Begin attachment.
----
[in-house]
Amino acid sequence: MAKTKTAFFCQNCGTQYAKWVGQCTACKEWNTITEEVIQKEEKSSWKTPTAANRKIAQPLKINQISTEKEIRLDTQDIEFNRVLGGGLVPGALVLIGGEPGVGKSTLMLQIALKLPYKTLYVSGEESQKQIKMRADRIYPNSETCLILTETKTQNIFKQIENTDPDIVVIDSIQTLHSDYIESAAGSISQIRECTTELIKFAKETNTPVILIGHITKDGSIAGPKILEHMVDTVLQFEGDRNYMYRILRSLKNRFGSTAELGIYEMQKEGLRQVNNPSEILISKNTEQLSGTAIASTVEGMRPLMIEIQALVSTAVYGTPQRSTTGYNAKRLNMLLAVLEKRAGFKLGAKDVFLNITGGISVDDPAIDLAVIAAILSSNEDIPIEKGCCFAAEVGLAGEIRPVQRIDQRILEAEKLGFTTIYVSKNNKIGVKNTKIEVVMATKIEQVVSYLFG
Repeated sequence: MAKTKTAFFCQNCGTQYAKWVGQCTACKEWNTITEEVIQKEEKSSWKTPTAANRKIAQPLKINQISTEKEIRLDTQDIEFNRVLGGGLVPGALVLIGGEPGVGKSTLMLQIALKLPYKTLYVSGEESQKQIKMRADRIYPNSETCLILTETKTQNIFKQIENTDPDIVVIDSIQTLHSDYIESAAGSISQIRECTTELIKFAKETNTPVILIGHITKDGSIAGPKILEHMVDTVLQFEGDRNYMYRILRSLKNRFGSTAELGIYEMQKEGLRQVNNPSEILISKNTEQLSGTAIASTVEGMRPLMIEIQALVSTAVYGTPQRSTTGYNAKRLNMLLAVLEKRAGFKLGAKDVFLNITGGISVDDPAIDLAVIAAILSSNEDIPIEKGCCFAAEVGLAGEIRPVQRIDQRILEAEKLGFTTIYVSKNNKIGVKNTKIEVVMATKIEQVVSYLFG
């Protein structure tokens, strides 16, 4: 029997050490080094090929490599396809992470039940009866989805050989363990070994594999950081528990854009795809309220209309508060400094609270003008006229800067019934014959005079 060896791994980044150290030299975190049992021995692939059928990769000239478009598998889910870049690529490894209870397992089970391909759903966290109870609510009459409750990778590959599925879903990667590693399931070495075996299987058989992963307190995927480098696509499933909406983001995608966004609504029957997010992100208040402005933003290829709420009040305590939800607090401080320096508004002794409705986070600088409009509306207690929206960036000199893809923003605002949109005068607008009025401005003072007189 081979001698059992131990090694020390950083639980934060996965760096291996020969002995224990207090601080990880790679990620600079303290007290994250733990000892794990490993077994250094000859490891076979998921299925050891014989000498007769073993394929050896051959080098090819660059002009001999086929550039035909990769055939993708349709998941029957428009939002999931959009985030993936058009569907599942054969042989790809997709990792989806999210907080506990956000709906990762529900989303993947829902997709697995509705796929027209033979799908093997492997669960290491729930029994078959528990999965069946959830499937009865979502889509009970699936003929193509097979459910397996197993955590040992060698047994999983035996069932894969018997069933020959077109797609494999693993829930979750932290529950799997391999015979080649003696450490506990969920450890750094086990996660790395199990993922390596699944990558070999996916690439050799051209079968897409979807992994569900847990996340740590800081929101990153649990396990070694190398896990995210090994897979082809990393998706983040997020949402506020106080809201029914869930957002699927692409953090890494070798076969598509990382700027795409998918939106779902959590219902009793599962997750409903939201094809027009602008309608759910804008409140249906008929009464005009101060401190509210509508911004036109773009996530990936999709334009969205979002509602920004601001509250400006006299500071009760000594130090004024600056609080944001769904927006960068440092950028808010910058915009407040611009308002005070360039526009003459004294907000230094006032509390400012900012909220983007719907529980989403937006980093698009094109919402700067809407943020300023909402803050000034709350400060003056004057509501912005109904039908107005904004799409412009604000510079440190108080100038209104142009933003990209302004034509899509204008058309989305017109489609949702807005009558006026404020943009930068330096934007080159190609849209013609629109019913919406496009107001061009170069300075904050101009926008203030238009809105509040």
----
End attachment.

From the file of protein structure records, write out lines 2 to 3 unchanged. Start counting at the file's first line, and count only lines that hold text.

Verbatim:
Amino acid sequence: MAKTKTAFFCQNCGTQYAKWVGQCTACKEWNTITEEVIQKEEKSSWKTPTAANRKIAQPLKINQISTEKEIRLDTQDIEFNRVLGGGLVPGALVLIGGEPGVGKSTLMLQIALKLPYKTLYVSGEESQKQIKMRADRIYPNSETCLILTETKTQNIFKQIENTDPDIVVIDSIQTLHSDYIESAAGSISQIRECTTELIKFAKETNTPVILIGHITKDGSIAGPKILEHMVDTVLQFEGDRNYMYRILRSLKNRFGSTAELGIYEMQKEGLRQVNNPSEILISKNTEQLSGTAIASTVEGMRPLMIEIQALVSTAVYGTPQRSTTGYNAKRLNMLLAVLEKRAGFKLGAKDVFLNITGGISVDDPAIDLAVIAAILSSNEDIPIEKGCCFAAEVGLAGEIRPVQRIDQRILEAEKLGFTTIYVSKNNKIGVKNTKIEVVMATKIEQVVSYLFG
Repeated sequence: MAKTKTAFFCQNCGTQYAKWVGQCTACKEWNTITEEVIQKEEKSSWKTPTAANRKIAQPLKINQISTEKEIRLDTQDIEFNRVLGGGLVPGALVLIGGEPGVGKSTLMLQIALKLPYKTLYVSGEESQKQIKMRADRIYPNSETCLILTETKTQNIFKQIENTDPDIVVIDSIQTLHSDYIESAAGSISQIRECTTELIKFAKETNTPVILIGHITKDGSIAGPKILEHMVDTVLQFEGDRNYMYRILRSLKNRFGSTAELGIYEMQKEGLRQVNNPSEILISKNTEQLSGTAIASTVEGMRPLMIEIQALVSTAVYGTPQRSTTGYNAKRLNMLLAVLEKRAGFKLGAKDVFLNITGGISVDDPAIDLAVIAAILSSNEDIPIEKGCCFAAEVGLAGEIRPVQRIDQRILEAEKLGFTTIYVSKNNKIGVKNTKIEVVMATKIEQVVSYLFG